(Note: Hitzig inverts the order of Proverbs 4:18 and Proverbs 4:19, and connects the כּי of 16a immediately with Proverbs 4:19 (for the way of the wicked...). He moreover regards Proverbs 4:16, Proverbs 4:17 as an interpolation, and explains Proverbs 4:16 as a gloss transforming the text of Proverbs 4:19. “That the wicked commit wickedness,” says Hitzig, “is indeed certain (1 Samuel 24:14), and the warning of Proverbs 4:15 ought not to derive its motive from their energy in sinning.” But the warning against the way of the wicked is founded not on their energy in sinning, but on their bondage to sin: their sleep, their food and drink - their life both when they sleep and when they wake - is conditioned by sin and is penetrated by sin. This foundation of the warning furnishes what is needed, and is in nothing open to objection. And that in Proverbs 4:16 and Proverbs 4:19 לא ירעוּ and &#לא ידעוּ יכשׁולוּ and &#יכּשׁלוּ נגזלה and כּאפלה seem to be alike, does not prove that Proverbs 4:16 originated as a parallel text from Proverbs 4:19 - in the one verse as in the other the thoughts are original.)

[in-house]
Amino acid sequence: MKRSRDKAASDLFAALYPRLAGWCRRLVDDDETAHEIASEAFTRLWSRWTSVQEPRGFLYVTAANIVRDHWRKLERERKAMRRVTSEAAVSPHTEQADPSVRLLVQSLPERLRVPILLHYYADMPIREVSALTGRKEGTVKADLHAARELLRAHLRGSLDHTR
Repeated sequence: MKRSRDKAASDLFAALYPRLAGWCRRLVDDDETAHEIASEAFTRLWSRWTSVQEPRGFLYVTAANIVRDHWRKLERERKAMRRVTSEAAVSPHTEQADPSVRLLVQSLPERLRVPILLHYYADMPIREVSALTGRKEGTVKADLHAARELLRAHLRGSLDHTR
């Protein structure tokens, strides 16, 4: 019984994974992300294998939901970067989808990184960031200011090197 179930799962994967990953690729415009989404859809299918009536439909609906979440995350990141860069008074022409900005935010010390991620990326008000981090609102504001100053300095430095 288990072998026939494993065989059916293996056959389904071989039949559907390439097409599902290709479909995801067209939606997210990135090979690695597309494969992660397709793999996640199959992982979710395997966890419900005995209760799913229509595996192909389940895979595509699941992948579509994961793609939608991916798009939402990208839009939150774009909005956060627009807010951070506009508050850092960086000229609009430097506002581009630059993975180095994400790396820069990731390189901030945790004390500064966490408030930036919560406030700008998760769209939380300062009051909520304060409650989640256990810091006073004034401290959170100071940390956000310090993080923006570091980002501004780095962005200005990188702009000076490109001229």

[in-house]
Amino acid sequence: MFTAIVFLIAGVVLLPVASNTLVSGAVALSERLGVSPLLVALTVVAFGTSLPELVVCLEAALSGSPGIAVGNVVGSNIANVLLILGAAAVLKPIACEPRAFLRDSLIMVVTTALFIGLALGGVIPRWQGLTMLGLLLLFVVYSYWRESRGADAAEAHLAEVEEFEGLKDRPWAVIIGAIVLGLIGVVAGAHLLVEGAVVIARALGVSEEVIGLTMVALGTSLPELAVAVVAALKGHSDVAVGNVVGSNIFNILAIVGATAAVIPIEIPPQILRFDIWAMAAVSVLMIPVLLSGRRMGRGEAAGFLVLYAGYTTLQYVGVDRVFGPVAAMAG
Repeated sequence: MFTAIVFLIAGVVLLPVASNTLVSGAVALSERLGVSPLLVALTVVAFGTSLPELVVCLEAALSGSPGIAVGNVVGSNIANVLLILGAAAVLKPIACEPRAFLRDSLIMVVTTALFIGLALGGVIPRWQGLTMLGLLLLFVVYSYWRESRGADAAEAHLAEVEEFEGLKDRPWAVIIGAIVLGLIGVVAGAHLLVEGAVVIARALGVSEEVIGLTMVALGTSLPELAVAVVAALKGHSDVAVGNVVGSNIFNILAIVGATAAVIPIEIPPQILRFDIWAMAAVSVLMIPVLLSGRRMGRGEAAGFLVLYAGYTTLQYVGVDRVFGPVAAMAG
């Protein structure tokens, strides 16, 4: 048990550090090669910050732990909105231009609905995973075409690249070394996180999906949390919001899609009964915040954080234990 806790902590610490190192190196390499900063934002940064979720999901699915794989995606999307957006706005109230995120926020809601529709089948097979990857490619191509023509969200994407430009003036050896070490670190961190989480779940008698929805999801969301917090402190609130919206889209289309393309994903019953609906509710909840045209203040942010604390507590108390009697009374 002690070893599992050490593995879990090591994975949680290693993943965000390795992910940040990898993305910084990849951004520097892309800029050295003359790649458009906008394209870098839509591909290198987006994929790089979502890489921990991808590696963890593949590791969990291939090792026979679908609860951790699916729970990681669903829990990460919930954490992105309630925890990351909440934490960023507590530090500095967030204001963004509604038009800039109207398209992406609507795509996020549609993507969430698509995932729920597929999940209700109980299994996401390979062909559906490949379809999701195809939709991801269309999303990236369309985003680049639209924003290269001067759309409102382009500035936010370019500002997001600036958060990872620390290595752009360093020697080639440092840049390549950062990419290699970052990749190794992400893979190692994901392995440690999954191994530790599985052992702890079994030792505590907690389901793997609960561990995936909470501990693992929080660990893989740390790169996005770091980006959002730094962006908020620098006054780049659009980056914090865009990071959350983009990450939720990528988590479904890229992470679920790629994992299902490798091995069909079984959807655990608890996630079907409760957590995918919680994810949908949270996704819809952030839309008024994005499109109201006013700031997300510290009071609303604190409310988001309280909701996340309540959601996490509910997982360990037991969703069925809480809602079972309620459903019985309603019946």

in and with knowledge. On בּמּה vid., under Isaiah 2:22; it is מכשׁול , σκάνδαλον , that is meant, stumbling against which (cf. Leviticus 26:37) they stumble to their fall. נגהּ ,

(Note: Böttcher, under 2 Samuel 23:4, explains נגהּ of the brightness striking against, conquering (cf. &#נגח נגף ) the clouds; but ferire or percutere lies nearer (cf. נגע , Ezekiel 17:10, נכה , Psalms 121:6, and the Arab. darb , used of strong sensible impressions), as Silius, iv. 329, says of the light: percussit lumine campos .)